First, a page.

National WIC Association


November 28, 2016

Appropriations: Congress is back in session this week after last week’s Thanksgiving recess. Legislators now have less than two weeks to pass a continuing resolution (CR) to fund the government beyond December 9th. The CR that is currently being considered will likely last through March 31, 2017 and will give the Republican Majority in Congress and President-elect Donald Trump the final say in how the government is funded for the remaining six months of FY 2017. The text of the CR is unlikely to be filed until next week.

The delay in spending negotiations until next March will reawaken the battle in Congress over whether to cut discretionary spending by $30 billion, which is favored by Republicans including Speaker of the House Paul Ryan (R-WI). President-Elect Trump has said he wants to raise spending caps for the Defense Department, forcing cuts to other domestic discretionary programs (including social justice and public health programs such as WIC).

Even though Congress will be under unified Republican control beginning in January, passing one or more FY 2017 spending bills will still require votes from Senate Democrats, because Senate Republicans will not have the 60 seats needed to end filibusters. A funding battle could potentially lead to a federal government shutdown in March.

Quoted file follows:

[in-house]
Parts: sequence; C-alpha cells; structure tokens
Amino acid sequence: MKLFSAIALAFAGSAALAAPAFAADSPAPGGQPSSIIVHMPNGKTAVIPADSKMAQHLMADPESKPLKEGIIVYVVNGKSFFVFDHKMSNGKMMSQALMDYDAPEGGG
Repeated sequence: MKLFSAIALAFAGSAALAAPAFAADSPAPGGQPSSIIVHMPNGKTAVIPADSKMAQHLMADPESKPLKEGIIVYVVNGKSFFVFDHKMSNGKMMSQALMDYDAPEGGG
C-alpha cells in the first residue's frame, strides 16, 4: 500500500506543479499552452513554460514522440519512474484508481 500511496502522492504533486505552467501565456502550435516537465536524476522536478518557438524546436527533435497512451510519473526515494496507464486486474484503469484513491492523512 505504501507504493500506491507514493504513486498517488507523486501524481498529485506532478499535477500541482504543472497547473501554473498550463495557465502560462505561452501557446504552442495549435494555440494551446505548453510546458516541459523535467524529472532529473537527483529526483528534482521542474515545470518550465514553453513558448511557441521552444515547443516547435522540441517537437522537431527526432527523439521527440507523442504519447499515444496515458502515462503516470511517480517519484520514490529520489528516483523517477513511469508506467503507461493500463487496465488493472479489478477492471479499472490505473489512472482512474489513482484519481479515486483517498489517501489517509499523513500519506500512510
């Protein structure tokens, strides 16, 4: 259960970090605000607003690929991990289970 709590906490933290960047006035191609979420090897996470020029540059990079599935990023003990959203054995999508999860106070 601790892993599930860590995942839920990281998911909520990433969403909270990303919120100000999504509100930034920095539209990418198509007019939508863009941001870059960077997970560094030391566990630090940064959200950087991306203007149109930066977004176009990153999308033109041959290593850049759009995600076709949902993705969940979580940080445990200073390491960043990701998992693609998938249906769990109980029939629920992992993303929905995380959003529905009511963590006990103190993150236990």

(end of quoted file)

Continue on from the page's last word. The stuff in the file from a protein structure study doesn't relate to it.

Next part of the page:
Child Nutrition Reauthorization: The window for Congress to pass a Child Nutrition Reauthorization (CNR) bill this year is becoming ever smaller, with only three weeks left before the December holidays. In the likelihood that no CNR bill passes in 2016, WIC and other child nutrition programs will continue to operate under the policies set by the 2010 CNR bill, known as the Healthy, Hunger Free Kids Act.

Congressional Leadership: House Democrats are scheduled to vote for their leader by secret ballot this Wednesday, November 30th. Minority Leader Nancy Pelosi (D-CA) is widely expected to keep her position despite being challenged by Representative Tim Ryan (D-OH).

Trump Administration Updates: Last Wednesday, Trump chose two additional appointees: South Carolina Governor Nikki Haley as his ambassador to the United Nations, and Republican donor and school voucher advocate Betsy DeVos as his education secretary.